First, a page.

Working with local people to adapt to climate change
Casey Williams, Patrick Kirkby

Climate change has arrived. Catastrophes in New Orleans, Satkhira, and Vanuatu provide a stark example of what it might be like to live with a climate that is increasingly extreme and unpredictable. Without dramatic reductions in greenhouse gas emissions, the adverse effects of climate change will become much worse. The poorest and most marginalised -- many of whom live in developing countries -- are likely to be the hardest hit.

Slashing emissions remains a priority, but we have to also adapt to human-induced changes in the climate, which will continue to have adverse impacts. Developed countries -- responsible for a disproportionate share of greenhouse gas emissions -- have an obligation to help vulnerable people and countries in their efforts to adapt. But to be fair and effective, adaptation support cannot follow the old, top-down, prescriptive model of development. It must reflect the needs and interests of local people, privilege local values and priorities, and be led by the people themselves.

One attempt to make adaptation more just, inclusive and effective has been the development of Community-Based Adaptation (CBA). CBA is an approach to adaptation research and practice in which practitioners aim to work with vulnerable people to improve their capacity to adapt to climatic variability and change. CBA emerged in 2005, and it comprises both local-level interventions and a research program organised around regular conferences (this year’s conference will be held from April 27-30 in Nairobi, Kenya).

CBA is a young discipline and encompasses a wide range of attitudes, methods, and projects. Its features remain contested, its goals disputed. The feature that unifies CBA is its attempt to preserve and, in some cases, restore power to people who are often denied the authority to decide for themselves how to adapt to changes in their environments. It is CBA’s attention to power that makes it such an important shift in the adaptation paradigm.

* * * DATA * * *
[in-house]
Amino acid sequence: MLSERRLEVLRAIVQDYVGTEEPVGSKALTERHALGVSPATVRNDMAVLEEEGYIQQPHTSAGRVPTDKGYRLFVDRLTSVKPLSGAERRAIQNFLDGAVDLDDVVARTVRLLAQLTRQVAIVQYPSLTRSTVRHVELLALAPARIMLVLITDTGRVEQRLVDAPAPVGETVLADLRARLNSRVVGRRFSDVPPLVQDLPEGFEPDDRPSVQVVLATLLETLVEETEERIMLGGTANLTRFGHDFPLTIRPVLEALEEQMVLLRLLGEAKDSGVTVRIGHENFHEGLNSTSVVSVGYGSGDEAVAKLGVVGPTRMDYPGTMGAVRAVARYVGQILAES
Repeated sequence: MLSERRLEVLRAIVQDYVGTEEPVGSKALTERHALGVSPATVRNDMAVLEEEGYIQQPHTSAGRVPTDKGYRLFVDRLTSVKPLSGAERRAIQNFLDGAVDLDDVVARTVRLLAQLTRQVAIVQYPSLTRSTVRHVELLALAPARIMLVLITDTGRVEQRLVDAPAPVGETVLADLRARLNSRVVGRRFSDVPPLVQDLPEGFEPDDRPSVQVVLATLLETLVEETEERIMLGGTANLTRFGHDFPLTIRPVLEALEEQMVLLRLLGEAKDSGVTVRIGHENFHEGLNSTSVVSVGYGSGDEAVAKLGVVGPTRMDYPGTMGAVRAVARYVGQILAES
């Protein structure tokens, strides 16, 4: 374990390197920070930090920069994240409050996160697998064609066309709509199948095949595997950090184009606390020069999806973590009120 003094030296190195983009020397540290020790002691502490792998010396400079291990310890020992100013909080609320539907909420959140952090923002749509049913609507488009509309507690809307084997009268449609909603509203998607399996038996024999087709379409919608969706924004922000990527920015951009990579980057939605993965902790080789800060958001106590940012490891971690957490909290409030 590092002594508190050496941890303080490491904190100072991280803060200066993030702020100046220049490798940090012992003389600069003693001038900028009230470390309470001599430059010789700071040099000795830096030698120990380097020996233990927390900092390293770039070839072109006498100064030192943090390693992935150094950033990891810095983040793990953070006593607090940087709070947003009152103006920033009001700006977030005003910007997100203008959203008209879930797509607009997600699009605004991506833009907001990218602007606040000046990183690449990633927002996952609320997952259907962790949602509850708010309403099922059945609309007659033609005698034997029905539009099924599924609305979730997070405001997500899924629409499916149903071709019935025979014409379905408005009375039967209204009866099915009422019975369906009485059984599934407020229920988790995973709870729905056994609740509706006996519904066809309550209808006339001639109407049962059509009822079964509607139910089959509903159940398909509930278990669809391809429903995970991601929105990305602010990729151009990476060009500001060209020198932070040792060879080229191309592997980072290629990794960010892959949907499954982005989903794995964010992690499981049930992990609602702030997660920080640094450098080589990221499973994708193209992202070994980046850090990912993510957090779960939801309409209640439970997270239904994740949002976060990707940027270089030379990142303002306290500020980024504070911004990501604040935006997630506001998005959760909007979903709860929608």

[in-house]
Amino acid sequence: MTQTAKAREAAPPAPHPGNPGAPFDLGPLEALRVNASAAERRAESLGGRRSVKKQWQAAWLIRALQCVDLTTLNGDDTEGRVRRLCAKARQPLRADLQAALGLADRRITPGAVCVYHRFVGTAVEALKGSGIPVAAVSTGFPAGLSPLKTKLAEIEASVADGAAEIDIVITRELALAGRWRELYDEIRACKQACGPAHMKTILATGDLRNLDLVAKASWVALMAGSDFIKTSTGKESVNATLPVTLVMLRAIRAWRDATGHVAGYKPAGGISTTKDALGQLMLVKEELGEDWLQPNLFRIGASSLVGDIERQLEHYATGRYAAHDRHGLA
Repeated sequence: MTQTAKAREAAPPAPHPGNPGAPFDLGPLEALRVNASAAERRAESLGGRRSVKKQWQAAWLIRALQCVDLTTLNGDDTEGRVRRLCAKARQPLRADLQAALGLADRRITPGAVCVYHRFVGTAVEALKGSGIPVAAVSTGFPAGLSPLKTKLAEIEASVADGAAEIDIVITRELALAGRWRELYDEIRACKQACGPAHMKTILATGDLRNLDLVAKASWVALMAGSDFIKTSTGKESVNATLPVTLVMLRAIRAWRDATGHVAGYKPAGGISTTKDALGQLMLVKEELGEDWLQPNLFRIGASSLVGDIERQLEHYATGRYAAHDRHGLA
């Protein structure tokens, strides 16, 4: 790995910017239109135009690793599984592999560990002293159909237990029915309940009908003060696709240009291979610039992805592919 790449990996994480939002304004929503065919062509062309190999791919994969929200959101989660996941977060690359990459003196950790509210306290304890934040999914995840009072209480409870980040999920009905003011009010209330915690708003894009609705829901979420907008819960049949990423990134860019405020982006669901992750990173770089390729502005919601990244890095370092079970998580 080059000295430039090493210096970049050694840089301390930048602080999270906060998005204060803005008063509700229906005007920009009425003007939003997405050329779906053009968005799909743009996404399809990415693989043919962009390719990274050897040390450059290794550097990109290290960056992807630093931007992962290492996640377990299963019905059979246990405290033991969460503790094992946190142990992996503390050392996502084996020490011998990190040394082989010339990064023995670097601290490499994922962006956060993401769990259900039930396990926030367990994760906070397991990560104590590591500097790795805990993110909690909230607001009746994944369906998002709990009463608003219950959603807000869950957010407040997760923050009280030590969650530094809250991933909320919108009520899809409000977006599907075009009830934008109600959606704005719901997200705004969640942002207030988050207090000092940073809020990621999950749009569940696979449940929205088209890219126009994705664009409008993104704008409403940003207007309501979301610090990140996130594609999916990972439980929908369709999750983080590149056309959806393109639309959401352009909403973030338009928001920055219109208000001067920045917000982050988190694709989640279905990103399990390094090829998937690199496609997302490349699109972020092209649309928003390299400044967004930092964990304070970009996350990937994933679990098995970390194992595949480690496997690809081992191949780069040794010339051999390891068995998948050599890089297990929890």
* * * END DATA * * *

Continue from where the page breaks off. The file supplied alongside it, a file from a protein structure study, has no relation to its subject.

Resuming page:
Those facilitating CBA do not presume to know in advance what a particular group of people needs in order to adapt successfully. Instead, CBA practitioners try to work with local people to understand what they need, what they value, and what they think should count as a successful response to climatic change. They also seek to ensure that the community leads the adaptation process, that local people are able to use their existing skills and knowledge to come up with solutions that protect their interests.

Like any adaptation model, CBA suffers from challenges and shortcomings. In some cases, it remains unclear how CBA projects differ from standard development interventions. CBA practitioners have to figure out how to design projects that strengthen the overall capacities of local people, while also ensuring that communities improve their ability to respond to climate-related stresses.

There is also disagreement about what the term community means and implies. We tend to imagine that communities are fixed and stable entities -- collections of similar people living in a particular place -- and yet, if we look closely, we see that communities are extremely diverse. These people often have diverse and conflicting values, perspectives, concerns, priorities, and motivations. Simply working with a “community” does not mean that one is protecting the interests of the poorest and most marginalised. Competing priorities and various other factors prevent meaningful local participation. All of this limits the effectiveness of CBA.

Despite these challenges, CBA aspires to offer a more inclusive and empowering alternative to top-down models of adaptation and development. It seeks to facilitate socially just, fair, and effective adaptation, and to protect the interests of the poor and marginalised as they wrestle with destructive and unpredictable changes in the climate. 

 

Casey Williams is a Visiting Researcher at ICCCAD  and a Hart Fellow from the Sanford School of Public Policy, Duke University.

 

Patrick Kirkby is a PhD Candidate (Geography) at the University of Tasmania, Australia and a Visiting Researcher at ICCCAD.

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